From the get-go, our final destination was Bir Tawil, a trapezoid-shaped piece of desert on the Egypt-Sudan border. We were so enchanted by this place, that we even incorporated the contours of Bir Tawil into the Logo of the expedition.
Getting there required, however, more than just driving across Europe, Cyprus and 1,000 kilometres south of Cairo: a complex set of permits and approvals were required for us to enter the border zone north to Bir Tawil and to securely enter it. This proved to be a long, convoluted, and ultimately, an unsuccessful attempt.
A day after our arrival in Egypt, as we were packing up equipment and supplies for the long journey into the Northern Sahara, an email arrived from the Egyptian Embassy in London. Our request was refused.
It was a real disappointment, but at the same time offered us an opportunity to rethink what this expedition was all about. We never set out on this month-long journey with the sole intention of arriving at a final destination. It wasn’t about planting a flag and declaring victory. From the very beginning, this was about people, people who joined us and people who we met along the way. This research started with the aim of thinking about No Man’s Lands as living spaces, not as dead zones, and we found that to be true in every stop we made: From the medieval Nomansland Common in Hertfordshire, through the artists working in the former no-man’s land of WWI, the refugees trapped in the new no-man’s lands across Europe, and within the Buffer Zone in Cyprus. People constantly lived in and around these spaces.
Bir Tawil was no different. There was a rich history to be told, not simply through being physically present there, but by meeting and listening to the communities for whom this place continues to play an active cultural and economic role.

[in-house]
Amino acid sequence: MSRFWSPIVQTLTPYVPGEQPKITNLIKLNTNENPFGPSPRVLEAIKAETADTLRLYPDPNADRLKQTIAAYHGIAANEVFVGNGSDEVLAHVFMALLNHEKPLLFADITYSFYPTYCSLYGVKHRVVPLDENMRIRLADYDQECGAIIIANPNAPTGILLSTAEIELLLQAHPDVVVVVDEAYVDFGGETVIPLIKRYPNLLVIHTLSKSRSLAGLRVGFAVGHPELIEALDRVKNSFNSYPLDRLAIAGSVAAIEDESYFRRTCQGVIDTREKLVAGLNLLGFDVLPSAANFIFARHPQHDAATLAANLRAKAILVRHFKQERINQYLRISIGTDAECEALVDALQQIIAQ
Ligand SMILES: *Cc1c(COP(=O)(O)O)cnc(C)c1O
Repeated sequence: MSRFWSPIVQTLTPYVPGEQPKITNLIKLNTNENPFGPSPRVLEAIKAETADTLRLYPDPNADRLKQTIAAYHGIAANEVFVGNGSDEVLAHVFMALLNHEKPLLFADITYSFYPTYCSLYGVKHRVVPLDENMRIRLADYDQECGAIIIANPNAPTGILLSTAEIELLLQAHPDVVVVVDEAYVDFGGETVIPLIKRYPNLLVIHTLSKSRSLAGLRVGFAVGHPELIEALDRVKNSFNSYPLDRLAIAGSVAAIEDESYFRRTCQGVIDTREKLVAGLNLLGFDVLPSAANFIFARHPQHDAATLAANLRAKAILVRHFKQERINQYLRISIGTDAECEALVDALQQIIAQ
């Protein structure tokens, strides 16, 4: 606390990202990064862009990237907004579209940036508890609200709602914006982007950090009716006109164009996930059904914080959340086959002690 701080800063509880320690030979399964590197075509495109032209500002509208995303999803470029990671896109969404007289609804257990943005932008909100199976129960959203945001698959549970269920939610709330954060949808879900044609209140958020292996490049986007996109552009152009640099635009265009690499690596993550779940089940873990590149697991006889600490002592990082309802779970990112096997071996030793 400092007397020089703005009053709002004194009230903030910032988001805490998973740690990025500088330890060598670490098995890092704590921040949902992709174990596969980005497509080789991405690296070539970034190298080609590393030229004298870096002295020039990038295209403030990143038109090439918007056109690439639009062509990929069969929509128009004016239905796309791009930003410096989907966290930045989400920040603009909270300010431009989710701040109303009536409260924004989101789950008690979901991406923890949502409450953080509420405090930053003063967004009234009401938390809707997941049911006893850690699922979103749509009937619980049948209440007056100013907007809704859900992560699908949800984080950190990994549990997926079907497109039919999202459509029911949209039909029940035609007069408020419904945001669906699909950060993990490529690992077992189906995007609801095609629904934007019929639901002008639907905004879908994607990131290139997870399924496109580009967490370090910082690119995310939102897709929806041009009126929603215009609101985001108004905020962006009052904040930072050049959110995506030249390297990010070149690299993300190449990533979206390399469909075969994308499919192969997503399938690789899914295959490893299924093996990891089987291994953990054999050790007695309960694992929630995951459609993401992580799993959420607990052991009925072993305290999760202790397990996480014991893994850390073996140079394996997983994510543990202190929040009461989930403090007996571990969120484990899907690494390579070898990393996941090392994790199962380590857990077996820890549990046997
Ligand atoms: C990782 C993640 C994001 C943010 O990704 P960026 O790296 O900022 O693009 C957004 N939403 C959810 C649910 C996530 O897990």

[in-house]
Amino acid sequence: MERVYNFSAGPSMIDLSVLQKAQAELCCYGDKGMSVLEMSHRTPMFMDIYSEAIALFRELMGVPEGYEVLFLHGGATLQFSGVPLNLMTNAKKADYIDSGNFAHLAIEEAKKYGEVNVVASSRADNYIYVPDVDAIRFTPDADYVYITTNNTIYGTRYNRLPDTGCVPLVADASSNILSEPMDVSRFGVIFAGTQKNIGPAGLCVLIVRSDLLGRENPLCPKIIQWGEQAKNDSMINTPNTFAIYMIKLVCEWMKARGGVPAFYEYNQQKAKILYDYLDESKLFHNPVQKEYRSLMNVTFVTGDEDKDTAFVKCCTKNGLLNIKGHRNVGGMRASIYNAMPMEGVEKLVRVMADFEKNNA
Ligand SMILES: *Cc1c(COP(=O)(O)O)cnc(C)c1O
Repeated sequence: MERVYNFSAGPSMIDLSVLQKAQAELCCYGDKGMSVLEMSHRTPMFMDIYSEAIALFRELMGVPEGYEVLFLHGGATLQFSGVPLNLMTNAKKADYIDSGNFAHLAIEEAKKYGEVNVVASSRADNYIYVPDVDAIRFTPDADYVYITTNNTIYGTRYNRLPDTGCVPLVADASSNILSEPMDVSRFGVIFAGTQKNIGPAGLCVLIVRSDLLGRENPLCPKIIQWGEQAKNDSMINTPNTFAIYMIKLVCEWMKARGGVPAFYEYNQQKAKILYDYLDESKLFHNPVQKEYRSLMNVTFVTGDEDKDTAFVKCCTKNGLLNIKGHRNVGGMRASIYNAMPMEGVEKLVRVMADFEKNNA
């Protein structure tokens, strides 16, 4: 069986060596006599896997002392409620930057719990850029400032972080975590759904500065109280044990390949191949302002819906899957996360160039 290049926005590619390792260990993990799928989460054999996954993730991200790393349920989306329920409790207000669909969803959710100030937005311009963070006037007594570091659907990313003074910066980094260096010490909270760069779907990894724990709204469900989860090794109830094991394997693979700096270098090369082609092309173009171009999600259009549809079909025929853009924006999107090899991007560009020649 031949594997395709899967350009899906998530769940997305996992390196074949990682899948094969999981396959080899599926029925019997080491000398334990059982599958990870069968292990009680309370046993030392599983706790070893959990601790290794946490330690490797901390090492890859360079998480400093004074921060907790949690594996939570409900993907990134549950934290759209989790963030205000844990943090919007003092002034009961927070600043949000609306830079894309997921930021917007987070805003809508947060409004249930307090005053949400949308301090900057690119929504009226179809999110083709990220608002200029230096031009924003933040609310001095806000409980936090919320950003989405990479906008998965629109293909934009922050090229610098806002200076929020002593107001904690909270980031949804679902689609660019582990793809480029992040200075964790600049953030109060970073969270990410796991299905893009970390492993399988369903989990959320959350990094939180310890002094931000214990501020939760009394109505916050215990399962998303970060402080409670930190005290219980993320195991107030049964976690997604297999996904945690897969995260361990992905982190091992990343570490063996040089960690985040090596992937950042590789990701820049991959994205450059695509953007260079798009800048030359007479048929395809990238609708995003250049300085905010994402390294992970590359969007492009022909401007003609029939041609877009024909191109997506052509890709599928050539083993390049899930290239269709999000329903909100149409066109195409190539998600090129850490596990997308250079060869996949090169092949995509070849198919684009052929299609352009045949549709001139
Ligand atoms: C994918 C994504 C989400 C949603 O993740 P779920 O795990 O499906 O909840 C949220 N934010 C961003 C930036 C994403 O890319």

So we packed the cars, and headed south. We were welcomed by members of the Ababda tribe who live across south Egypt and North Sudan. It was exactly because of them that Bir Tawil was created in the turn of the 19th century, as an enclave between the Egypt-Sudan political border and administrative boundary. We heard stories of continual grazing in Bir Tawil, as well as long periods of absence in arid years. We heard about the changing political forces that impact the lives of communities along the border. We heard about the closing of some parts, and the opening of others. And we heard about the unique relationship of this community to the desert and to Bir Tawil in particular, a relationship that remains deep-rooted despite the immense geopolitical and economic changes that have swept the region.
When we mentioned recent, slightly odd attempts to claim Bir Tawil and proposals to turn it into some sort of independent “state”, the reaction was telling: these efforts were mocked, and laughed at. Despite appearances, no man’s land are never empty and cannot be easily appropriated.
We headed as far south as we could. We drove on the coastal road along the Red Sea to the trade town of Shalateen, where camels, goods and people arrive from both Sudan and Egypt. We then crossed the Eastern Desert to the Nile Valley and the City of Aswan. From there we took the only road that leads south east into the desert and towards Bir Tawil. Within a few kilometres, between a police checkpoint and a military post, we had to stop, and turn around. This was as close as we physically could get.
But the journey was certainly not over…
NL & AP